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Arthur C. Clarke
Brian Michael Bendis, Olivier Coipel
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Philip Reeve
Young Avengers, Vol. 1: Sidekicks - Allan Heinberg, Jim Cheung Well, this was actually a lot of fun. Because on the surface, this is a terrible idea. Or maybe just a painfully retro one. Teenage sidekicks have been out of vogue for decades, especially ones that closely echo the theme of the hero they sidekick for. And it might work for the Legion of Superheroes, but the idea of naming a character created in the 21st century Iron Lad is... Well, it's hardly current. And as a team name, Young Avengers is no better. I have a sneaking suspicion that some of these decisions were made by editorial and handed down to the Heinberg as Things He Must Do, which is kind of a shame. I remember when Young Avengers first hit the stands that I cringed at the name and passed the book by. That was not my wisest decision.

The thing is, as hokey as the name and the general concept are, this is not a hokey book. Not even slightly. The characters are engaging, in a very real, not-even-slightly-cheesy way. The dialog may not always be sparkling, but it's real and fits the characters. And the story holds together. It's easy to rely on the teen fiction standard of adults who just don't understand, but here it makes sense. I absolutely believe, without a moment's doubt, that Captain America would not want a teenage kid to dress up like Bucky and fight crime, especially when that kid turns out to be the grandson of the real first super soldier. (Is this what firmly established [b:Truth: Red, White, and Black|670341|Truth Red, White, and Black|Robert Morales|http://d202m5krfqbpi5.cloudfront.net/books/1176970351s/670341.jpg|656375] as part of Marvel's continuity?) If I'd read [b:Avengers Disassembled|105969|Avengers Disassembled|Brian Michael Bendis|http://d202m5krfqbpi5.cloudfront.net/books/1348253902s/105969.jpg|102150], Iron Man's motives might have been even more clear, but what I did know was sufficient for me to buy his position.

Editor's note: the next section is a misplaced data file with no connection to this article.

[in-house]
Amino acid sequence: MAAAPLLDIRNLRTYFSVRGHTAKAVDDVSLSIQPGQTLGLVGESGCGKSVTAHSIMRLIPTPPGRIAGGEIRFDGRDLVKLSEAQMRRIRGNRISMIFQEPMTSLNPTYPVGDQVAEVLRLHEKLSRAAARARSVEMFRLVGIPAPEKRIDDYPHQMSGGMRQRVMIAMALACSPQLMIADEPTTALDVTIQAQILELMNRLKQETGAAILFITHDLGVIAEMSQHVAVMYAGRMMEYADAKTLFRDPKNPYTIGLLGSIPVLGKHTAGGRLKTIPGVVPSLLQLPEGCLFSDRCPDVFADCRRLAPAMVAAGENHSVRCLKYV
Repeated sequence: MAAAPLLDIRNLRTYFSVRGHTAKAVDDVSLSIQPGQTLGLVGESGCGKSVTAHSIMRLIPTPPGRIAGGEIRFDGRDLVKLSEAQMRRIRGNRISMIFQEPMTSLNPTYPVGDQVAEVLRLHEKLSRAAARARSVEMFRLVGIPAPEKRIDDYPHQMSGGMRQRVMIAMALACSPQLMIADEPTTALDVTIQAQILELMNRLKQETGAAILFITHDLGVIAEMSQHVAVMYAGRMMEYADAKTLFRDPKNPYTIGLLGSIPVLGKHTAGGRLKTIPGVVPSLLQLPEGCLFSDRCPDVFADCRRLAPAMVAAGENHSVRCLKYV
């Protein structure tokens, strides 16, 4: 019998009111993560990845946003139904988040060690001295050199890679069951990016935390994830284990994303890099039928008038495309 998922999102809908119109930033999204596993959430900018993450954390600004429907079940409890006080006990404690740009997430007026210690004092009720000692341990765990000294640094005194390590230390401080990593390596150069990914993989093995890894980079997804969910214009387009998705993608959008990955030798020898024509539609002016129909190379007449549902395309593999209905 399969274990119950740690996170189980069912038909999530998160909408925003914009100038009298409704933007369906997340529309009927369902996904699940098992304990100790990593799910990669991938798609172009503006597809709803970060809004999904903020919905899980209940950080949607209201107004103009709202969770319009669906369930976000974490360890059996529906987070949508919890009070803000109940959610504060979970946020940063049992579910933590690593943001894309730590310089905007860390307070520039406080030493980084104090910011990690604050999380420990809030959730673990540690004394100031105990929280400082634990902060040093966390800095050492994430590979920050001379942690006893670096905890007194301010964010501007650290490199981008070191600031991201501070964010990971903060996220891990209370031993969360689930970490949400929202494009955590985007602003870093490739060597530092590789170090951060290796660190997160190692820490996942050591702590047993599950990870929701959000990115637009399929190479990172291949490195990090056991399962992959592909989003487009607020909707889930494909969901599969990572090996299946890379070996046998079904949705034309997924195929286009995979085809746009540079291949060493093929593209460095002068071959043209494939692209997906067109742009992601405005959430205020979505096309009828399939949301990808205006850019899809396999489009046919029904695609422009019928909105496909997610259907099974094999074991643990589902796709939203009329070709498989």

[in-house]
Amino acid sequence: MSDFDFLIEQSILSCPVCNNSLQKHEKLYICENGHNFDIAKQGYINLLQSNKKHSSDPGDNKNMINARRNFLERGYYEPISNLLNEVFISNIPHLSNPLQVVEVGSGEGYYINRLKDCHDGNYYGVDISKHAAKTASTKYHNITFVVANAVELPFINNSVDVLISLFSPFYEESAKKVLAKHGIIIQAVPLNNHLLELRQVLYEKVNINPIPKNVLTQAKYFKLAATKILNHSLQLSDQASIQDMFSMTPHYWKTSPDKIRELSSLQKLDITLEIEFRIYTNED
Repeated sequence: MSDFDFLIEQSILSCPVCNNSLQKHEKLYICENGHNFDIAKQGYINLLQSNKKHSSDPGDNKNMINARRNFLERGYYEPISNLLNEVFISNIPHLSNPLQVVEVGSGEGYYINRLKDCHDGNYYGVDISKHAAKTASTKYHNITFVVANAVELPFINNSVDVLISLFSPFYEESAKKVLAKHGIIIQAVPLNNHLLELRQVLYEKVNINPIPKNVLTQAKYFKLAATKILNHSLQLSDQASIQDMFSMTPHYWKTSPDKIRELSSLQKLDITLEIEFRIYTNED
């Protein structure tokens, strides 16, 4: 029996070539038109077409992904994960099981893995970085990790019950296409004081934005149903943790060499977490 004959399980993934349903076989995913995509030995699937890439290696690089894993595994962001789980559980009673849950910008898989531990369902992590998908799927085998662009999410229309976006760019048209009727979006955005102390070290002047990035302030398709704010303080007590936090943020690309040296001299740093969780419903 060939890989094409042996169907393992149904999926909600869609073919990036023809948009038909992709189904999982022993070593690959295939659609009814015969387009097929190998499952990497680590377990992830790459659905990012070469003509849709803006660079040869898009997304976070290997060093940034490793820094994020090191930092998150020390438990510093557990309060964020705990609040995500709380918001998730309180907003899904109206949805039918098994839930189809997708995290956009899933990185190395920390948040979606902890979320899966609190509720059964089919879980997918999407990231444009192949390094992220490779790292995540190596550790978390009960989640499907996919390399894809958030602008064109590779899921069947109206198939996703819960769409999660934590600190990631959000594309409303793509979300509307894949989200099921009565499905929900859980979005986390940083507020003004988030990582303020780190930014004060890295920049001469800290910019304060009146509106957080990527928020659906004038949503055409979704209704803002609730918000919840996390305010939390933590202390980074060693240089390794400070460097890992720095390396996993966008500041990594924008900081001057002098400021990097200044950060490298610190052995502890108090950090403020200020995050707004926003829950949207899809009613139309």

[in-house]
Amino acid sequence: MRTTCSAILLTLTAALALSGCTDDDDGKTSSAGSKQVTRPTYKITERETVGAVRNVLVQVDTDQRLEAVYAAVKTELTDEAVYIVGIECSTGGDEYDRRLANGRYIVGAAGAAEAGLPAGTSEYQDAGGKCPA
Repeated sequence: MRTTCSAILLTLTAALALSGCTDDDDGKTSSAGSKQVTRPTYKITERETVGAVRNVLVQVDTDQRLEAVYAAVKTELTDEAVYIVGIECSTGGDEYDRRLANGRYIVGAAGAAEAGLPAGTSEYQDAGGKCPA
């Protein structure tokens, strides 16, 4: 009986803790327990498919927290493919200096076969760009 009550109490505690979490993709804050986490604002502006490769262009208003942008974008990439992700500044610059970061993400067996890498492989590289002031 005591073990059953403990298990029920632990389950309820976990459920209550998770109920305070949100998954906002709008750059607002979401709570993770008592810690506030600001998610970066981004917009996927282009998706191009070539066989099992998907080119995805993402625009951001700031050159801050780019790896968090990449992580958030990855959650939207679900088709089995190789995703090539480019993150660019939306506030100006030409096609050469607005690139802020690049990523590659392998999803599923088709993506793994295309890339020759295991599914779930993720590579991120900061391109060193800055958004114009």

I did find myself rolling my eyes at the boys' club mentality some of the characters, particularly Patriot, displayed when (gasp!) girls wanted to join the team, but I do think that was intentional. They're never shown as being in any way reasonable in wanting to keep Kate and Cassie out, and I think Heinberg wanted the reader's reaction to their acceptance to be, "It's about time!"

I had fun with this book, and I liked the characters. So here I go again, trying to catch up on a title long after I should have started to read it. I like Teen Titans, and it should have occurred to me that I would like Young Avengers, too. Especially because the latter also has a blonde girl named Cassie who wears a red costume, in one of the closest total coincidences I can remember seeing in comics.